It is illegal for your partner to do these 11 things in a relationship

By Claire Schofield
Thursday, 24th September 2020, 3:19 pm
Updated Thursday, 24th September 2020, 5:08 pm
The offence of coercive control now recognises psychological abuse within a relationship as illegal (Photo: Shutterstock)
The offence of coercive control now recognises psychological abuse within a relationship as illegal (Photo: Shutterstock)

Changes to the law in recent years have made psychological abuse within a relationship illegal.

The offence of coercive control now recognises that domestic abuse can take several forms and is not strictly limited to physical violence.

Changes to legislation

The changes outlaw a number of things that were not previously covered by existing legislation, meaning emotional abuse of a partner is now also illegal.

Most Popular

    Coercive control is the psychological abuse of a partner, which can be committed through threats and restrictions, as well as physical violence, and carries a maximum sentence of five years in prison.

    In Scotland, changes to the Domestic Abuse bill were passed by Parliament in 2018, making psychological abuse and coercive controlling behaviour within a relationship a criminal offence.

    The bill was amended to include behaviour that could not easily be prosecuted using the existing criminal law.

    The laws are also now enforced in England and Wales, with the amendments making the following 11 acts towards a partner illegal.

    1. Sharing sexually explicit images of you - either online or not

    New laws surrounding 'revenge porn' make it illegal for someone to share intimate photographs of you with anyone, whether that is on or offline.

    It is illegal for someone to share intimate photographs of you with anyone else (Photo: Shutterstock)

    2. Restricting your access to money

    Even if they are the breadwinner, the law says one partner cannot stop the other from accessing money and should not give them "punitive allowances".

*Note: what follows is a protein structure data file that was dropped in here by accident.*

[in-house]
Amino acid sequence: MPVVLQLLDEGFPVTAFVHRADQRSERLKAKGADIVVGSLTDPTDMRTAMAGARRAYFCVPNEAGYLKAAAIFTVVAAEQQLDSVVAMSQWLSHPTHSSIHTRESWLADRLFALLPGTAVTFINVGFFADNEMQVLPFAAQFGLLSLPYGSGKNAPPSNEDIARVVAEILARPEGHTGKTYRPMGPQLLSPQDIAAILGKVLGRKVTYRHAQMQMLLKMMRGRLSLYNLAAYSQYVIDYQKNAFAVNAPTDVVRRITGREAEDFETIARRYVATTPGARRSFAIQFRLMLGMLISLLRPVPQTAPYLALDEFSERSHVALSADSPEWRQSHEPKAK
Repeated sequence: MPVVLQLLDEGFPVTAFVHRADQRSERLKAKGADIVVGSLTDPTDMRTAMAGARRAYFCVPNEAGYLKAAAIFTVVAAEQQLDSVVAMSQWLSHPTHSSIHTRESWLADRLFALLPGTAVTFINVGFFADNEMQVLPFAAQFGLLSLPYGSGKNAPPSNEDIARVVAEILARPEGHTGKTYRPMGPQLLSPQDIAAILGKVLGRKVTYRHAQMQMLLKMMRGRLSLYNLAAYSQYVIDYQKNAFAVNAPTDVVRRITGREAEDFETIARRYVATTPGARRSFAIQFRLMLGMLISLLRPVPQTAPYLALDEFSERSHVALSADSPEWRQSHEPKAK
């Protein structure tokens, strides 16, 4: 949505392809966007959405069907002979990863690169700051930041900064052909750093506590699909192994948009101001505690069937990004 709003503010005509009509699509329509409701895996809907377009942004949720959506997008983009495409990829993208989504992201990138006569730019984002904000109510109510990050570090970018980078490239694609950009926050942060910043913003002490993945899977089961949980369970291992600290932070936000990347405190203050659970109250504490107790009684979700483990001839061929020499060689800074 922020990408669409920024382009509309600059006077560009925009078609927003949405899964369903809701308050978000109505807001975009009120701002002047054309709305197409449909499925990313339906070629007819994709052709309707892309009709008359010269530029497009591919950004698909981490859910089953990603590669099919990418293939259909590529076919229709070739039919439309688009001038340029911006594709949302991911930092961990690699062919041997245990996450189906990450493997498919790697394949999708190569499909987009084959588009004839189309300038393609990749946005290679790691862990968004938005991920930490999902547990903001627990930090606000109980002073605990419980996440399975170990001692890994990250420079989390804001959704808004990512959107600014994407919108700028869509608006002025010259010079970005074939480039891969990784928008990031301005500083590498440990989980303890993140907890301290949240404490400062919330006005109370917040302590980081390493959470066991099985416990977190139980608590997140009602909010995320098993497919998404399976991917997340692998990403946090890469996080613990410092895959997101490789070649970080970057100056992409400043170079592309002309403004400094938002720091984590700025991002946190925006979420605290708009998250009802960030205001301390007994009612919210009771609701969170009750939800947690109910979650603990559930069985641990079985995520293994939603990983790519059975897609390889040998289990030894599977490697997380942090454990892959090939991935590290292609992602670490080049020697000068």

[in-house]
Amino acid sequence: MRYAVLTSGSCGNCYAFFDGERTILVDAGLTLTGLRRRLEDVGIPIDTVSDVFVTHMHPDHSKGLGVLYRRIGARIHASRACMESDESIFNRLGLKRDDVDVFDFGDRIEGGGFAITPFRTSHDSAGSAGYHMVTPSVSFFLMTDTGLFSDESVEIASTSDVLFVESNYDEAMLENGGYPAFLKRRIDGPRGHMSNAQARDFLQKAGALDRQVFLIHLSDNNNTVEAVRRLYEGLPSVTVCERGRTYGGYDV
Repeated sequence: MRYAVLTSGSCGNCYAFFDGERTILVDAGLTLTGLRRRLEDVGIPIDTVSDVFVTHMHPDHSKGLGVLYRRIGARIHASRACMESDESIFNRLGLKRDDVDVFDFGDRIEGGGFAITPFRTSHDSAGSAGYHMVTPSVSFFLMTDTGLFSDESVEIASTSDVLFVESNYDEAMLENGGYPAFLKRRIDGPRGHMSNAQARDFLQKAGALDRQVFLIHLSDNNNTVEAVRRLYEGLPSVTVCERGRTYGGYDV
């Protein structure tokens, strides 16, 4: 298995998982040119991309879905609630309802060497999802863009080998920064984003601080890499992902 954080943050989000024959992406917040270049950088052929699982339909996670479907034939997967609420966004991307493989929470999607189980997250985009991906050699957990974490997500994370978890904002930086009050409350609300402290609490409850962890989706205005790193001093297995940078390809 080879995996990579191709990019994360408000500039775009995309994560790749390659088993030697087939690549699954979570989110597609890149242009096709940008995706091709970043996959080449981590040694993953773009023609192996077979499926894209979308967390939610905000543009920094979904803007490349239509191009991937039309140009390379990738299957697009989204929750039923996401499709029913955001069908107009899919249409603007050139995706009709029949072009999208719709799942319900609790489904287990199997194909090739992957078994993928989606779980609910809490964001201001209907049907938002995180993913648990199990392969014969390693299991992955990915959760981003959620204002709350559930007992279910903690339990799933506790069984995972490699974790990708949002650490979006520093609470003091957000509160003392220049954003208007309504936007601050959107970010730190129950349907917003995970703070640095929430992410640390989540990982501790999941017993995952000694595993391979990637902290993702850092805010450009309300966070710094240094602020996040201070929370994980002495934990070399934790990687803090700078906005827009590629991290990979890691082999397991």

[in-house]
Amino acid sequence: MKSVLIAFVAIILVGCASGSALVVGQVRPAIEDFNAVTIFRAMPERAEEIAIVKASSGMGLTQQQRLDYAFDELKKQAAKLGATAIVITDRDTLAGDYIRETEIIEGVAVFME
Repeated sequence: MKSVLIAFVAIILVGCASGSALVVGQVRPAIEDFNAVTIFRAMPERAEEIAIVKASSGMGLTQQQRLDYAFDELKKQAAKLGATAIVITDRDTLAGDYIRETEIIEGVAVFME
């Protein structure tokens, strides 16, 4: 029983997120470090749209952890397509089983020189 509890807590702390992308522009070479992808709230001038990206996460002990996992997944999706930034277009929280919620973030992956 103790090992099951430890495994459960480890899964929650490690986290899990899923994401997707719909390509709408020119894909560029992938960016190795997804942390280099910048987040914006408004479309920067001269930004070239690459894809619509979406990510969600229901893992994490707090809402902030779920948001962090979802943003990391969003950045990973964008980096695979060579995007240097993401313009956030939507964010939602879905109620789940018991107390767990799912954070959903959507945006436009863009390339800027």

3. Repeatedly putting you down

    Constant insults from a partner might not be typically thought of as domestic abuse, but under the new law, persistent name-calling, mocking and other forms of insulting behaviour are now illegal.

    4. Stopping you from seeing friends or family

    If your partner continually isolates you from the people you love - whether this is in the form of monitoring or blocking your calls or emails, telling you where you can or cannot go, or preventing you from seeing your friends or relatives - it is against the law.

    Your partner isolating you from the people you love is against the law (Photo: Shutterstock)

    5. Scaring you

    Your partner might not physically assault you, but if they are doing enough to frighten you, they are committing an offence.

    Women's Aid says this can include, but is not limited to:

    6. Threatening to reveal private things about you

    Whether your partner is saying they will tell people details about your health or sexual orientation, repeated threats to reveal personal and private information is a form of abuse.

    7. Putting tracking devices on your phone

    The Crown Prosecution Service says it is illegal under the new legislation to "monitor a person using online communication tools or spyware".

    Monitoring a person using online communication tools or spyware is illegal under the new legislation (Photo: Shutterstock)

    If your partner is reading your Facebook messages without permission, or insisting they track your devices, it is against the law.

    8. Being extremely jealous

    If your partner persistently accuses you of cheating, simply for looking at another person, then this could constitute grounds for prosecution.